By: Marion B. Cooper
On September 21, 2012, New Jersey’s Governor Chris Christie signed Assembly Bill No. 2647 (A-2647) into law, supplementing the New Jersey Equal Pay Act which will take effect on November 19, 2012, and applies to all New Jersey employers with 50 or more employees. A-2647 imposes several new obligations on employers, who must conspicuously post the notification in an accessible and conspicuous place in English, Spanish and any other language spoken by 10% of the workforce within 30 days of the time the Commissioner first issues the form notice.
The notice must detail employees’ rights to be free of gender inequity or bias in pay, compensation, benefits or other terms and conditions of employment. In addition, the notice must be given to new employees upon hire and to any employee upon request. Employers must redistribute the notice annually … Read More »
Social Media’s Impact on the Workplace – How to Handle Issues from Employee Productivity to Trade Secret Protection
Mark Terman, partner in the Los Angeles office, authored an article for Inside Counsel, Social media’s impact on the workplace – How to handle issues from employee productivity to trade secret protection. Mark’s article takes a look at several of the issues that face employers through their employees use of social media. To read the complete article click here.
By: Jerrold J. Wohlgemuth
The Acting General Counsel of the NLRB is apparently rummaging through handbooks and policy statements to charge nonunion employers with unfair labor practices for enacting seemingly innocuous rules that could conceivably be read as interfering with the right of employees to engage in protected concerted activity. And as can be seen from the Board’s recent opinion in Karl Knauz Motors, Inc., 358 NLRB No. 164 (2012), the current Board majority has apparently bought into that misguided theory.
Under existing Board law, employers violate Section 8(a)(1) of the Act by maintaining work rules or policies that “would reasonably” be construed by employees as prohibiting or chilling their right to discuss or object to the terms and conditions of their employment. In this case, the car dealership had a seemingly innocuous and facially neutral “Courtesy” Rule in … Read More »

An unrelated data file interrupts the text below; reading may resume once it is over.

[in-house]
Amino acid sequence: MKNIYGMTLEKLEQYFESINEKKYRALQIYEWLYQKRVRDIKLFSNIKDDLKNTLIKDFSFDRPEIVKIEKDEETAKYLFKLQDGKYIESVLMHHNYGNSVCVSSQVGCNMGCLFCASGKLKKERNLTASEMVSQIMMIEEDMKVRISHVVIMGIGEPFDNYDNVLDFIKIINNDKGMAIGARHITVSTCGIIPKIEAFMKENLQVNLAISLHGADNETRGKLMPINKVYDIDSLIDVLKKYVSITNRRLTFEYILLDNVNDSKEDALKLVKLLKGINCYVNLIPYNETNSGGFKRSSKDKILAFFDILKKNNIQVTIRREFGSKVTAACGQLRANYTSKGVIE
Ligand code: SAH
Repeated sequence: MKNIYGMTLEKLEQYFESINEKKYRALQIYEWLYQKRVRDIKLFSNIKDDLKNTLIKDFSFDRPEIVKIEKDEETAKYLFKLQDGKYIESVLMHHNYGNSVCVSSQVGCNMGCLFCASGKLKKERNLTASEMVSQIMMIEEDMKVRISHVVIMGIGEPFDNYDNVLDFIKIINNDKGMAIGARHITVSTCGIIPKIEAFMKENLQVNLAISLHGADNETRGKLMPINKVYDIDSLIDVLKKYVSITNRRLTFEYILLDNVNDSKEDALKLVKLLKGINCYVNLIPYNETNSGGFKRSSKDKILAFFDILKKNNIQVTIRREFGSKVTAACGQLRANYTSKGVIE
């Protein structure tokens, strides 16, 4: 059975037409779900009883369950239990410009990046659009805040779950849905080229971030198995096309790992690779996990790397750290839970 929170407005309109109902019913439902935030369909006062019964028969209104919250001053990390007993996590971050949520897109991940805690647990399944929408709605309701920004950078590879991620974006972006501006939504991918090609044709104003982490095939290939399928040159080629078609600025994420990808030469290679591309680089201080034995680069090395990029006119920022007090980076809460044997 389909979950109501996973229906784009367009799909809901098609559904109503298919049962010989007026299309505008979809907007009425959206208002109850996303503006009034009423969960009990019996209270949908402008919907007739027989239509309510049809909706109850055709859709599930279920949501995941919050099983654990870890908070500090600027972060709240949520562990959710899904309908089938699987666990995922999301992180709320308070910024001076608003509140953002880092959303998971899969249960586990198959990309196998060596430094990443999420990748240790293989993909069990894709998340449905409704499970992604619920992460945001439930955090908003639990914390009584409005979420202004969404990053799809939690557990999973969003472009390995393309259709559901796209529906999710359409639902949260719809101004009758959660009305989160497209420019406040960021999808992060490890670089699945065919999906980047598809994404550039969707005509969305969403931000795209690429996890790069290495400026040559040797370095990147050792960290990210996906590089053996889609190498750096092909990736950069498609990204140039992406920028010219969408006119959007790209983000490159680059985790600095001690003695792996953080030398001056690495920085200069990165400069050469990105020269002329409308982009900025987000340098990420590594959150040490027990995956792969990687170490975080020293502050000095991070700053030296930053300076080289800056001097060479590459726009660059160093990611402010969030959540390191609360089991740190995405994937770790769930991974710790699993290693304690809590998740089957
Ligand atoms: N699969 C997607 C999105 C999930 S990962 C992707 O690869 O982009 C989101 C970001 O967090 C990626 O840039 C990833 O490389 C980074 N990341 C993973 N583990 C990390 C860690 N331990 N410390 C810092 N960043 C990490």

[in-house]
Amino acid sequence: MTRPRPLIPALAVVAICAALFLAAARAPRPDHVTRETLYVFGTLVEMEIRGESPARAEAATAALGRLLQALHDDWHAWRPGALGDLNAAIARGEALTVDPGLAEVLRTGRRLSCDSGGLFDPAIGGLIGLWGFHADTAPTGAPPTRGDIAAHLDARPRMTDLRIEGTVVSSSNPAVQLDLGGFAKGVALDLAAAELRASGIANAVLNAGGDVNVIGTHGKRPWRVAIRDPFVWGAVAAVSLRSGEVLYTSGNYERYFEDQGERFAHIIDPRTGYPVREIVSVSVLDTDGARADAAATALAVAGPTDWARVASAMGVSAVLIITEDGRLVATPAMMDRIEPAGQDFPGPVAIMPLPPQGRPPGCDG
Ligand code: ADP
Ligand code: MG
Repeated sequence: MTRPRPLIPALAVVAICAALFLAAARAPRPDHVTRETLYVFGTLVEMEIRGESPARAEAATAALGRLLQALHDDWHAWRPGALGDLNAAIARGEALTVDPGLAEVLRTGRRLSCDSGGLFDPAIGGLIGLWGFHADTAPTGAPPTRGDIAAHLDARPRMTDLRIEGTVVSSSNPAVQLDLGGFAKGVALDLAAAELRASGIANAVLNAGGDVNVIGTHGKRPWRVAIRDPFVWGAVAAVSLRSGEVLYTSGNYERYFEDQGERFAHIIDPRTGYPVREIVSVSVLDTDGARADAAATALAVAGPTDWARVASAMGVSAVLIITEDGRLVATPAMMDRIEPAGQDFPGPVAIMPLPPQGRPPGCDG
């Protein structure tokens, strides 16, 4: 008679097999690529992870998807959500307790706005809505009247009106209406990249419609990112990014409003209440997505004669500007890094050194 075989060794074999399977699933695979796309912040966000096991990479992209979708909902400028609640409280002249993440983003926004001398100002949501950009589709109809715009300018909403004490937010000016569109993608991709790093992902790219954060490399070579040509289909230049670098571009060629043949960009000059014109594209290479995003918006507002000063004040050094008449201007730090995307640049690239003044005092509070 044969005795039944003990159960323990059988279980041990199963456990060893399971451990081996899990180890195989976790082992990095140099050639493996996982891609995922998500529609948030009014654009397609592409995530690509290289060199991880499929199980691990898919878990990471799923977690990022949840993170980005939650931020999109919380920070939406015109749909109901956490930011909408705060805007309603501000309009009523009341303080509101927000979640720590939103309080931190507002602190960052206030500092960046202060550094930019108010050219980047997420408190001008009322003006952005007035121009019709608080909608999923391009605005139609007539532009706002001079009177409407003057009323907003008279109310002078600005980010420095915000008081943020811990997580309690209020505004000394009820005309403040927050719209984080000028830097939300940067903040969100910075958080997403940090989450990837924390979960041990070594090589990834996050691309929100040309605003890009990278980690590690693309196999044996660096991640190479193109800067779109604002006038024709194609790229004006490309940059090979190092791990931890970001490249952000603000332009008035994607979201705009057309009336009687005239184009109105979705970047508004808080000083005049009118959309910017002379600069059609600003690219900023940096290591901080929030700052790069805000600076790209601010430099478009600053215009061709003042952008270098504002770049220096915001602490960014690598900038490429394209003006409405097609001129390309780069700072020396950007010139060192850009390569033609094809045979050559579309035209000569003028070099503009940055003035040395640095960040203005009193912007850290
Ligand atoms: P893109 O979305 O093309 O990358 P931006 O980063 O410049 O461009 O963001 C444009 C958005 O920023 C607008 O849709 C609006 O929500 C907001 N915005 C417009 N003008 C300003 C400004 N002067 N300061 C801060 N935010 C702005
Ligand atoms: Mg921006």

Who Owns a Social Media Account? Court Rules that Employer Did Not Violate the Computer Fraud and Abuse Act (CFAA) by Taking Over a LinkedIn Account
By: Lawrence J. Del Rossi
A recent summary judgment ruling issued out of the Eastern District of Pennsylvania, Eagle v. Morgan, et al., CIV-No. 11-4303, 2012 U.S. Dist. LEXIS 143614 (E.D. Pa. Oct. 4, 2012), highlights the need for employers to have clear policies regarding social media accounts established and used on the employer’s behalf. While plaintiff Dr. Eagle was president of defendant Edcomm, a banking education company, she created a LinkedIn account and used that account to promote Edcomm’s banking education services, foster her reputation as a businesswoman, reconnect with family, friends, and colleagues, and build social and professional relationships. Edcomm contended that it had an unwritten informal policy of “owning” the LinkedIn accounts of its former employees after they left the company. Dr. Eagle was terminated and subsequently denied access to her LinkedIn account by … Read More »